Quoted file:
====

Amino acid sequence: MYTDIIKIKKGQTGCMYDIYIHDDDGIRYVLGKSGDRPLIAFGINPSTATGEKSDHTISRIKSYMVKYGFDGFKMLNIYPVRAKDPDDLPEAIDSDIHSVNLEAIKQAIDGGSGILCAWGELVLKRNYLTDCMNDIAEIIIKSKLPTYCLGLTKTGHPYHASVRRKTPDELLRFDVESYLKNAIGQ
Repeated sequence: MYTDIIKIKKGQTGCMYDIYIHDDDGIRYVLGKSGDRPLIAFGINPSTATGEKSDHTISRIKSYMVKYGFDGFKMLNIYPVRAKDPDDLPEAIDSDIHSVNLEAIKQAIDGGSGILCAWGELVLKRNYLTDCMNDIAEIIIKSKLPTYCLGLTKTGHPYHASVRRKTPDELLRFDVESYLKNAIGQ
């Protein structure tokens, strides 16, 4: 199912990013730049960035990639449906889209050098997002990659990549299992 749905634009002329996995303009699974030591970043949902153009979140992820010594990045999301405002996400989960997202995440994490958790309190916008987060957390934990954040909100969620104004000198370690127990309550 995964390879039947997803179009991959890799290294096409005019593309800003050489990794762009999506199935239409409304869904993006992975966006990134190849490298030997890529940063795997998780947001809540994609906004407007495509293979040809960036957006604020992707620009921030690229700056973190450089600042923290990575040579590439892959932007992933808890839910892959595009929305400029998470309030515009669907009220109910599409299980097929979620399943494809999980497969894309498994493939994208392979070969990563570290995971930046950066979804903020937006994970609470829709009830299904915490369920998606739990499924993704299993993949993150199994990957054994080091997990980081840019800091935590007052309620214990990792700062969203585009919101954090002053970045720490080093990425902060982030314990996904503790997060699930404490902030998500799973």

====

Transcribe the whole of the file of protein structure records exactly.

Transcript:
Amino acid sequence: MYTDIIKIKKGQTGCMYDIYIHDDDGIRYVLGKSGDRPLIAFGINPSTATGEKSDHTISRIKSYMVKYGFDGFKMLNIYPVRAKDPDDLPEAIDSDIHSVNLEAIKQAIDGGSGILCAWGELVLKRNYLTDCMNDIAEIIIKSKLPTYCLGLTKTGHPYHASVRRKTPDELLRFDVESYLKNAIGQ
Repeated sequence: MYTDIIKIKKGQTGCMYDIYIHDDDGIRYVLGKSGDRPLIAFGINPSTATGEKSDHTISRIKSYMVKYGFDGFKMLNIYPVRAKDPDDLPEAIDSDIHSVNLEAIKQAIDGGSGILCAWGELVLKRNYLTDCMNDIAEIIIKSKLPTYCLGLTKTGHPYHASVRRKTPDELLRFDVESYLKNAIGQ
């Protein structure tokens, strides 16, 4: 199912990013730049960035990639449906889209050098997002990659990549299992 749905634009002329996995303009699974030591970043949902153009979140992820010594990045999301405002996400989960997202995440994490958790309190916008987060957390934990954040909100969620104004000198370690127990309550 995964390879039947997803179009991959890799290294096409005019593309800003050489990794762009999506199935239409409304869904993006992975966006990134190849490298030997890529940063795997998780947001809540994609906004407007495509293979040809960036957006604020992707620009921030690229700056973190450089600042923290990575040579590439892959932007992933808890839910892959595009929305400029998470309030515009669907009220109910599409299980097929979620399943494809999980497969894309498994493939994208392979070969990563570290995971930046950066979804903020937006994970609470829709009830299904915490369920998606739990499924993704299993993949993150199994990957054994080091997990980081840019800091935590007052309620214990990792700062969203585009919101954090002053970045720490080093990425902060982030314990996904503790997060699930404490902030998500799973």